Many questions are more important then the expected number of gods in the Universe. We deal with the laws and phenomena of Nature.

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Comment by Mark Stanbrook on May 30, 2009 at 4:08pm
Thanks Martin.

I'm actually in the middle of writing up a piece for my blog on this theme. I'll cross-post it here as a discussion and we can get down to debating it!
Comment by Martin Snowden on May 29, 2009 at 12:10pm
Firstly, congratulations! I wish you and your bride all the best with life's greatest adventure :)
Perhaps we should remove our discussion to the forum, but being lazy, I'll take another crack at it here first.
I can't agree with you at all. Remember the discussion on the stability of Physics? In fact we have no clue as to how constant the fundamental physical constants actually are do we? Any one of them could be changing slowly over time, or be different in other universes in the multiverse, or even be different in very different conditions someplace else in our own universe right now. The physical constants are in an entirely different class to the absolute mathematical constants (Pi, base of the natural logarithms, ...). But you are right that mathematics exists at the conceptual level, while all the sciences require a material world to exist, that is what makes math so essentially different from the sciences.
Comment by Mark Stanbrook on May 28, 2009 at 6:32pm
Been away for a while... getting married and other trivial stuff like that.

I like your point Martin but I feel that there are certain fundamental 'measures' to the universe's existence that do not require us to describe them to exist. For example I would say the charge on an electron is fundamentally fixed regardless of whether a lifeform evolves enough to describe it. In that way the units of nature are more fundamental than mathematics. It's just it requires a consciousness to create a way of describing quantity (mathematics) before they can the features can be quantified (Physics).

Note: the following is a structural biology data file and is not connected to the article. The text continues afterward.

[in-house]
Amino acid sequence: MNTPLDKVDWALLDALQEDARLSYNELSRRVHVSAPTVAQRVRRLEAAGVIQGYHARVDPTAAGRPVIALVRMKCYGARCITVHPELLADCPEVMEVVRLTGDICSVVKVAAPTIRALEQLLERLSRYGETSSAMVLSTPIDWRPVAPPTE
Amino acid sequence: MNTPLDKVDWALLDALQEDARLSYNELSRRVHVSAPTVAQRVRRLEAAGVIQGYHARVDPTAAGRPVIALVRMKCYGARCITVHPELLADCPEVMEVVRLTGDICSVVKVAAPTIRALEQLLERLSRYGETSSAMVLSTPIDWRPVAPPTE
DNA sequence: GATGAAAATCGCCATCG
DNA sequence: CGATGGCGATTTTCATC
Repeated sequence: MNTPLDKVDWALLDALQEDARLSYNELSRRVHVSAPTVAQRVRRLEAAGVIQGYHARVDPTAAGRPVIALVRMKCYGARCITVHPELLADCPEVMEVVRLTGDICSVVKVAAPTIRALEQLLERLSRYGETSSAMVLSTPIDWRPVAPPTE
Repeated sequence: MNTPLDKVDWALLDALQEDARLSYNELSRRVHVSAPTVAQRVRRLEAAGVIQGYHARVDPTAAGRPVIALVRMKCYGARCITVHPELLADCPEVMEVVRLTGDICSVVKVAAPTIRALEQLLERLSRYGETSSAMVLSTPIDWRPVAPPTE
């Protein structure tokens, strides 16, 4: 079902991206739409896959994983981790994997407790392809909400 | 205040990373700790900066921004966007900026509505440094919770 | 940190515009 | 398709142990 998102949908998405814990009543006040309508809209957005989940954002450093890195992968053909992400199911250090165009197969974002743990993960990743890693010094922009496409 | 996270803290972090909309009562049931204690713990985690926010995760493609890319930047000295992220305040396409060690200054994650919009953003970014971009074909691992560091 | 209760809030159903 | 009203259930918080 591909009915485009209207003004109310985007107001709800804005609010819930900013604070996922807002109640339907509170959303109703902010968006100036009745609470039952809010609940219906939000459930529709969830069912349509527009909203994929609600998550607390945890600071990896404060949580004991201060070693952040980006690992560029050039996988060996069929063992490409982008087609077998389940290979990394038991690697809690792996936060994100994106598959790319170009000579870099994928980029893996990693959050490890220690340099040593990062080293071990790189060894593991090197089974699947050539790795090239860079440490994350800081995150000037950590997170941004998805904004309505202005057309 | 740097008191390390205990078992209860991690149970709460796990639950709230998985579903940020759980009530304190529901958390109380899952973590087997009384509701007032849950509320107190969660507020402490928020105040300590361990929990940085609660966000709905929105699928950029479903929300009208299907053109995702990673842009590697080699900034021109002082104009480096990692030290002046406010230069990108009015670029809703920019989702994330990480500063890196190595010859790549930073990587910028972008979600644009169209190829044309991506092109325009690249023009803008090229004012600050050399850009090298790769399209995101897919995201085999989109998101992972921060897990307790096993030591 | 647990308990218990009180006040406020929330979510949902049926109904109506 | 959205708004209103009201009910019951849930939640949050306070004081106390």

Comment by Martin Snowden on April 23, 2009 at 4:06pm
Of course, welcome! And hopefully you'll attract some reclusive physicists to join in too :)
Comment by Elessarina on April 23, 2009 at 7:20am
I'd just like to point out I am not a physicist, I wish I was.. but I do love physicists - so is it ok for me to be in this group?
Comment by Martin Snowden on April 13, 2009 at 12:06am
Mark, I second that motion! Where are all you good physics-types hiding?
I partly disagree with you on the biology/chemistry/physics/maths hierarchy. While they can be thought of as layers, and there is a continuum going from atomic and molecular physics to fundamental inorganic chemistry, and then from organic chemistry to biology via biochemistry, there is a gap from maths to physics, or more generally from maths to science. You need to introduce some physical, non-mathematical, concepts (matter, energy, fields...) to make that transition. The close relationship between applied maths and mechanics is a legacy of the Newtonian era.
Comment by Mark Stanbrook on April 4, 2009 at 10:00pm
Still not active enough! Physicists of all people should be amongst the most active on an Atheist site!
Comment by Jennie on April 1, 2009 at 2:02am
@ Mark Stanbrook - My high school physics said the very same thing you said about biology being applied chemistry and so on and so forth. :)
Comment by Mark Stanbrook on March 31, 2009 at 6:49pm
This forum isn't active enough. :(
Comment by Mark Stanbrook on March 31, 2009 at 6:42pm
The way I see it... Biology is applied Chemistry. Chemistry is applied Physics. Physics is applied Maths. Maths is... well it's just Maths. JUST Maths and wonderfully beautifully JUST MATHS!

And it has to be easier to start at the root and work your way outward than to start with abstract things like cells or molecules or atoms right? ;)

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